A TAPE IS MAKING ITS WAY through the underground of professional musicians and writers who keep one another up to date on developments in jazz. It captures a jam session led by trumpeter, saxophonist, and flutist Jay Thomas at the Water Street Deli in Port Townsend, Washington, during the Centrum jazz festival last summer. Following a guitar solo on the Charlie Parker blues composition “Relaxin’ at Camarillo,” a trumpet solo materializes at some distance from the microphone.
As the player moves closer, it becomes apparent that he has technical adroitness, range, and vigor. The enthusiasm and drive of the performance excite the audience. Yet the solo has flaws that indicate a lack of seasoning: hesitancy in phrasing, repeated runs, cracked notes that come from strain, a tendency to get trapped in eighth-note patterns, ideas that work rhythmically but not harmonically, dependence on phrases appropriated from Freddie Hubbard. Still, any knowledgeable listener would identify it as the work of a talented youngster capable of moving into the first rank. The trumpeter is Roy Hargrove, the 26-year-old prodigy who grew up in the Oak Cliff section of Dallas.
At the end of Hargrove’s solo, the 46-year-old Thomas picks up his trumpet and plays a solo of his own. It has assurance, continuity, easy swing, a burnished tone, and originality of ideas. Its harmonic sophistication shows a deep understanding of chords. The contrast in the two solos is between potential and achievement, and it illuminates the facts of life in a category of music dominated by the marketing of the youth movement. Hargrove, who unseated Wynton Marsalis to take first place in the trumpet division of the 1995 Down Beat readers poll and has won the Jazz Times readers poll for the past four years, is in demand around the world. As a bandleader, he has recorded nine CDs for two major labels, more albums than many name jazz musicians with forty-year careers, and he is a guest star on dozens of recordings, including the latest by Dave Brubeck. Thomas’ four albums are on obscure labels with little distribution. Most of his playing is in Seattle, and he doesn’t get as much jazz work as he wants.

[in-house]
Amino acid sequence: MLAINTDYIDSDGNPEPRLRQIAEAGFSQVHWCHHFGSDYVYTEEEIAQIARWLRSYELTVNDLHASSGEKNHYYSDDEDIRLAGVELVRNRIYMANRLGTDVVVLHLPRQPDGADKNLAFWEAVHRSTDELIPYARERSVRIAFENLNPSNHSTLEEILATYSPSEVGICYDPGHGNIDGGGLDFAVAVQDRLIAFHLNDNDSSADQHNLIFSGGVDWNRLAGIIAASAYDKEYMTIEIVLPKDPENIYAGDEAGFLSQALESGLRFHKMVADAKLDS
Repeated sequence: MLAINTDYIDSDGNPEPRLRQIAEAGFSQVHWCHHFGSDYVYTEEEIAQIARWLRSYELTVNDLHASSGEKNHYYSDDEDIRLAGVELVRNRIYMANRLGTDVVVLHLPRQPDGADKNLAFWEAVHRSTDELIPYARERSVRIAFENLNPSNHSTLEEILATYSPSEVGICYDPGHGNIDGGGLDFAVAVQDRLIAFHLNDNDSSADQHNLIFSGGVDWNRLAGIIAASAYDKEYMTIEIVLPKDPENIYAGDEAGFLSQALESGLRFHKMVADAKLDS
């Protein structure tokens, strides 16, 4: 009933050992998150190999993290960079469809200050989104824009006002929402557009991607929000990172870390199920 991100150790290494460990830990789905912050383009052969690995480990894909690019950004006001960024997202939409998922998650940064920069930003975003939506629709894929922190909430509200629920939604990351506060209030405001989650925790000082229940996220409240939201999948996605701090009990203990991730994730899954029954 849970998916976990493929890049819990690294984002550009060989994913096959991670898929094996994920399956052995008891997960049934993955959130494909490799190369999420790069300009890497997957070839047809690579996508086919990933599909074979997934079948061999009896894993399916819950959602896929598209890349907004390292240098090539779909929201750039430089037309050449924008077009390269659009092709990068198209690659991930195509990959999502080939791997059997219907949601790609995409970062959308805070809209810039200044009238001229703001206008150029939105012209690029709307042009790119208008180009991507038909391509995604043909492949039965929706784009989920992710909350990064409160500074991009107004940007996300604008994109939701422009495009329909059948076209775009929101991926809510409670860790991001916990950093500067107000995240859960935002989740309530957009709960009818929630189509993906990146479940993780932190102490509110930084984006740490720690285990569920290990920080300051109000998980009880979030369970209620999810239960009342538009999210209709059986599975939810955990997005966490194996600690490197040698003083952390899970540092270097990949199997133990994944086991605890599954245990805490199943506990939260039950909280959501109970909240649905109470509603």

At age twenty, Louis Armstrong was still a sideman on Mississippi riverboats. When Harry James was twenty, he was perfecting his virtuosity in Ben Pollack’s band. At twenty, Dizzy Gillespie moved from Philadelphia to New York and landed a job with Teddy Hill. The year before Miles Davis reached adulthood, he was enrolled at Juilliard but did his real learning under Charlie Parker, Benny Carter, and Billy Eckstine. Twenty-year-old Chet Baker was between stretches in Army bands. Marsalis at twenty was into his second year with Art Blakey. For each of them, stardom as a jazz trumpeter came only after apprenticeship, struggle, and seasoning. But since Marsalis zoomed to success in the early eighties, establishing youth and